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Defense Cuts Looming – Again

Defense cuts are looming once again as the US government seeks to balance its budget. The fairly predictable reaction from politicians is to protest the cuts, which will hurt individual states during an election year. What the general public might not know — but the supply chain does — is that cuts will harm a segment of the electronics industry known as minority-owned/disadvantaged businesses.

Sourcing agreements require a certain portion of the government's spending to be directed toward these businesses, which include those owned by women, ethnic minorities, and veterans. I've come across a number of companies that qualify in the electronics distribution/manufacturer's rep space. In distribution, it is fairly easy to set up a business if you can invest capital in inventory. Over the years, I've covered one- or two-person businesses operating out of homes, garages, and basements. Many of them are reputable businesses that take supplying the US government seriously.

An organization called the Coalition for the Common Defense compiled some state-by-state estimates for losses if the budget cuts go through. In New York alone (PDF), 379 businesses owned by women “provided goods and services for America's national defense,” and those businesses could lose more than $50 million of revenue.

The term for this particular type of budget cut is sequestration, which basically means cuts will happen across the board. In September, Secretary of Defense Leon Panetta compared mandatory defense cuts to “shooting ourselves in the head.”

The coalition described the impact on the Empire State this way.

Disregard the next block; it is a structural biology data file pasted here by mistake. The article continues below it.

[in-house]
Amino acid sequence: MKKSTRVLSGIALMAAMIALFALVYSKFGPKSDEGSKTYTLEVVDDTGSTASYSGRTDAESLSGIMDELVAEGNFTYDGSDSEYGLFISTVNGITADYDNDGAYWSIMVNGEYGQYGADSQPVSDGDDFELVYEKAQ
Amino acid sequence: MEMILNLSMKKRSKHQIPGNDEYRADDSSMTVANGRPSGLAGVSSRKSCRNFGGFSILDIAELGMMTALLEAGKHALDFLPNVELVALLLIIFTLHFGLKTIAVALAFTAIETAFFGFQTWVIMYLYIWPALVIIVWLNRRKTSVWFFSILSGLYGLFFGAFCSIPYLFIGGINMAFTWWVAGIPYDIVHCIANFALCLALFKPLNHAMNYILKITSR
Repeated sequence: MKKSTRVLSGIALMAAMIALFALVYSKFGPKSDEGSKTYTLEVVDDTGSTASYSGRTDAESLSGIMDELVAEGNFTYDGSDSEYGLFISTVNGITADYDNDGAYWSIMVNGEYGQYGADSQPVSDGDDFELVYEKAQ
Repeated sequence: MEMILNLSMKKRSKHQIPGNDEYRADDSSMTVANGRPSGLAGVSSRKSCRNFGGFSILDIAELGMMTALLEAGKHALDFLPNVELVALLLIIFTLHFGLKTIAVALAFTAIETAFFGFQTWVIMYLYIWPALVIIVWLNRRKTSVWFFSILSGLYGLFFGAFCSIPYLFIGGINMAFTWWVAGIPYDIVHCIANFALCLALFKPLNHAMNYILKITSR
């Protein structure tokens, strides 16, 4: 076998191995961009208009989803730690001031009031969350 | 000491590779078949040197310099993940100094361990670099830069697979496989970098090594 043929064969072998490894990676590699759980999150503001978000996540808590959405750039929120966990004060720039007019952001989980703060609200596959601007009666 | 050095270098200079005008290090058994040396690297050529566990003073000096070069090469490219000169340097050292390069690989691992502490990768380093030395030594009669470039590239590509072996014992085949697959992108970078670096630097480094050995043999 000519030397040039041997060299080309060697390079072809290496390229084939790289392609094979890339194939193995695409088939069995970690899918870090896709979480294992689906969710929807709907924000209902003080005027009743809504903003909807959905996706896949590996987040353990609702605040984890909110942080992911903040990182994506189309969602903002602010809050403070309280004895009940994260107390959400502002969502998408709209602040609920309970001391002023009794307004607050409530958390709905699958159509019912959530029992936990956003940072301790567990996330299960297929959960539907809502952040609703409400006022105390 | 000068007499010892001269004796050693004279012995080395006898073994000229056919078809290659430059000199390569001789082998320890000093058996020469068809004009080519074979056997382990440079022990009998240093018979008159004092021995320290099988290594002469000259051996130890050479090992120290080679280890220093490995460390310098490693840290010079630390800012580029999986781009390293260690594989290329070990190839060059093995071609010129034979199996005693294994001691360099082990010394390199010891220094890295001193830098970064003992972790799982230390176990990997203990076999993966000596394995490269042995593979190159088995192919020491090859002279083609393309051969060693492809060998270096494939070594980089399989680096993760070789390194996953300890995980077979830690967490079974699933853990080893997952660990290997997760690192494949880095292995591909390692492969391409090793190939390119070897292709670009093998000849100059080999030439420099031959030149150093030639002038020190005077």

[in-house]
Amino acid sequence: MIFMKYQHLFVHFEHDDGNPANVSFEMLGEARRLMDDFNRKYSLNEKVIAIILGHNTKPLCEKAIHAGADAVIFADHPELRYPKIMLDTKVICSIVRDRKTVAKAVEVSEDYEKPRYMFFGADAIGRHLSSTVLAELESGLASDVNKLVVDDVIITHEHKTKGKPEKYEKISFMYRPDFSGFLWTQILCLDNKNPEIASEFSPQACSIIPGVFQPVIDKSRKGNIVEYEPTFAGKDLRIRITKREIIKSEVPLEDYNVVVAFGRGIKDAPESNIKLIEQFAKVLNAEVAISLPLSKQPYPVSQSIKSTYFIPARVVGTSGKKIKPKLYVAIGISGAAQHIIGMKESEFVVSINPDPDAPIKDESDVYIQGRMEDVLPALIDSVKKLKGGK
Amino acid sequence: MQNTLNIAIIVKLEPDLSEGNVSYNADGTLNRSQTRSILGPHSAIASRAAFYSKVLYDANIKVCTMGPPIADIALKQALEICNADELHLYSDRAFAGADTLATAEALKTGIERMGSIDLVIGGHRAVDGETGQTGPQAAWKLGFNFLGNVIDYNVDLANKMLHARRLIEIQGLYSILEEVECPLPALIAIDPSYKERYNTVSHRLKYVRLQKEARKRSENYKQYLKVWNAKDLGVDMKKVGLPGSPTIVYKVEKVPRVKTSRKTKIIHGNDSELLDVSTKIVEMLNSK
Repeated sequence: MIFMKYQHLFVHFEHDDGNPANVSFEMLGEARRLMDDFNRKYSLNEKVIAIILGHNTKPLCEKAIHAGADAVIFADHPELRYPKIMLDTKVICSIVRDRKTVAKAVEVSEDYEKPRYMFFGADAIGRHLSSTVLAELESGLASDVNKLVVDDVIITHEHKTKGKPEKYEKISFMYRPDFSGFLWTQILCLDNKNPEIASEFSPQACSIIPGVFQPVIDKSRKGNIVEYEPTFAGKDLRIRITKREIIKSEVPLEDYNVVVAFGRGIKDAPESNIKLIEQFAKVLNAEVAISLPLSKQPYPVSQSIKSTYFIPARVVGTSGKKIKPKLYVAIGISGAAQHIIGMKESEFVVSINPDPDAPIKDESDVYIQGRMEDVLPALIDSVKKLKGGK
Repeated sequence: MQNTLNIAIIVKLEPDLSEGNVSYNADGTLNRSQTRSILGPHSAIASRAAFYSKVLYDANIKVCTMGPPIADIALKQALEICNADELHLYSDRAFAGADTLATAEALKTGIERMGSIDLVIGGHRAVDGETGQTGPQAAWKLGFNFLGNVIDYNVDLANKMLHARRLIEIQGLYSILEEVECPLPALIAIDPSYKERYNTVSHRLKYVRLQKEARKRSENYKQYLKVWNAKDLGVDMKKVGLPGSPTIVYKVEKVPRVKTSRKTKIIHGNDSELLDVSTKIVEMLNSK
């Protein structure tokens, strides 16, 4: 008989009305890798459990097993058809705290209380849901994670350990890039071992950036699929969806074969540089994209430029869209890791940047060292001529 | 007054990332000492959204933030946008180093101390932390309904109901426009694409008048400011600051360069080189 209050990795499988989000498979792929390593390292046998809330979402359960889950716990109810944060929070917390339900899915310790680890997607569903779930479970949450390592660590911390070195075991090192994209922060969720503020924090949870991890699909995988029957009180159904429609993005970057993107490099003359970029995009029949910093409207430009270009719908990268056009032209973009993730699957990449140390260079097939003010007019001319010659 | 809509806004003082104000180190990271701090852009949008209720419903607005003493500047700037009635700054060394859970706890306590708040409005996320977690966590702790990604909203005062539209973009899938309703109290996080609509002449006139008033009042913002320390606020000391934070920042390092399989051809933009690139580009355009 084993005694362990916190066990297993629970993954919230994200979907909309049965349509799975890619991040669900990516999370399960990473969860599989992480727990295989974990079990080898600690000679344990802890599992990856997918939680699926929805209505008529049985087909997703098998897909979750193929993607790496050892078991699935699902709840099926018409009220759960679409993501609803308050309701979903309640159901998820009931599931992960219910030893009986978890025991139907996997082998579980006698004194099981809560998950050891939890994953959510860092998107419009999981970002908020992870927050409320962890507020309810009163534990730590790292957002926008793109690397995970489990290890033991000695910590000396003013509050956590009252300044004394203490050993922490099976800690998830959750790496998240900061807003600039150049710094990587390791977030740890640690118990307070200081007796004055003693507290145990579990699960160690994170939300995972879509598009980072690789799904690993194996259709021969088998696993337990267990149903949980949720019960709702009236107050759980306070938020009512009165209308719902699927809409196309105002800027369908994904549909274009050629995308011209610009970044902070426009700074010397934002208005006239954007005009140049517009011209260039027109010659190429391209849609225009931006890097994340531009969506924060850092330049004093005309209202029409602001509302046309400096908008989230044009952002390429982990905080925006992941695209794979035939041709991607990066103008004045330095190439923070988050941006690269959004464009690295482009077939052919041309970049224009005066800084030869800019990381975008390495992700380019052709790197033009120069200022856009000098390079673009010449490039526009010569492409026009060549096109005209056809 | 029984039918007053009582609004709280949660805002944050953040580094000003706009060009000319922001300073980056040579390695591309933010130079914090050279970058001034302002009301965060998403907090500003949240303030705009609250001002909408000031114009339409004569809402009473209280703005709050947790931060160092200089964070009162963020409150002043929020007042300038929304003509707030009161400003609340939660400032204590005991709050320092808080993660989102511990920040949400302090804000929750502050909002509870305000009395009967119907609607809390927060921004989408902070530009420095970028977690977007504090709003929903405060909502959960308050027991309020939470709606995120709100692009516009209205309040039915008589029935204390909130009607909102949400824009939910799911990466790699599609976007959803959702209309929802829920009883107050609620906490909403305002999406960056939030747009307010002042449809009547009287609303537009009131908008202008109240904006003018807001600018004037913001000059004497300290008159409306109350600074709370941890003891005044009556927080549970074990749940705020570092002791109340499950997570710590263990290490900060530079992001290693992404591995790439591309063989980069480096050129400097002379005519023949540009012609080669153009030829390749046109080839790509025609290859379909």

New York defense prime contractors earned over $7.59 billion in 2011 protecting America, but now they may face 18% revenue cuts under Sequestration — starting in 2013.
New York defense contractor revenue losses could be greater than $1.37 billion — each year.

I'd like to hear from minority-owned/disadvantaged businesses in the electronics industry. Is this the usual posturing over defense cuts, or is it a very real threat?

6 comments on “Defense Cuts Looming – Again

  1. bolaji ojo
    June 7, 2012

    Barbara, Defense spending needs to come down, period. What effects this has on businesses is debatable but over the years and especially since last decade defense spending has ballooned to the point its effect on the economy has become bigger than it should be.

  2. Nemos
    June 7, 2012

    But why the minority-owned/disadvantaged businesses are exposed and focused to the military industry instead of doing business and in other sectors of the electronic industry? In addition, it seems to me very logical to cut off for the defense if you need money to support other sectors of the State.

  3. _hm
    June 7, 2012

    @Bolaji: I agree with you. Government should not spend tax payers money for supporting some minority owned businesses or like.

     

  4. Eldredge
    June 7, 2012

    I think, at least in part, because the goverment levies requirements on the defense industry (primarily the big defense contractors) to perform a certain amount of business with minority owned companies, providing an advantage for minority owned businesses to play in that industry.

  5. Barbara Jorgensen
    June 8, 2012

    Defense spending is part of the bigger problem of US government that allocates money for votes, such as a cheerleading museum in Texas and a grant to study the mating habits of scallops (or it is clams?) It's all gotten way out of hand, and I think the government can adjust to a decrease across the baord. As to minority-owned business, I'm not sure they are in other sectors of the government or even the private sector. I think this originally was a good idea that does get taken advantage of. A business should earn a customer's patronage by providing superior products and services. At the same time, bidding against big defense contractors has to be daunting for any small business. Ideas?

  6. bolaji ojo
    June 8, 2012

    Barb, Ideas for small businesses bidding against a bigger competitor in defense? See your congressman/woman or senator!

    I don't advocate this as a sane strategy but in the confused world where business mixes with politics who is advocating for you is extremely important.

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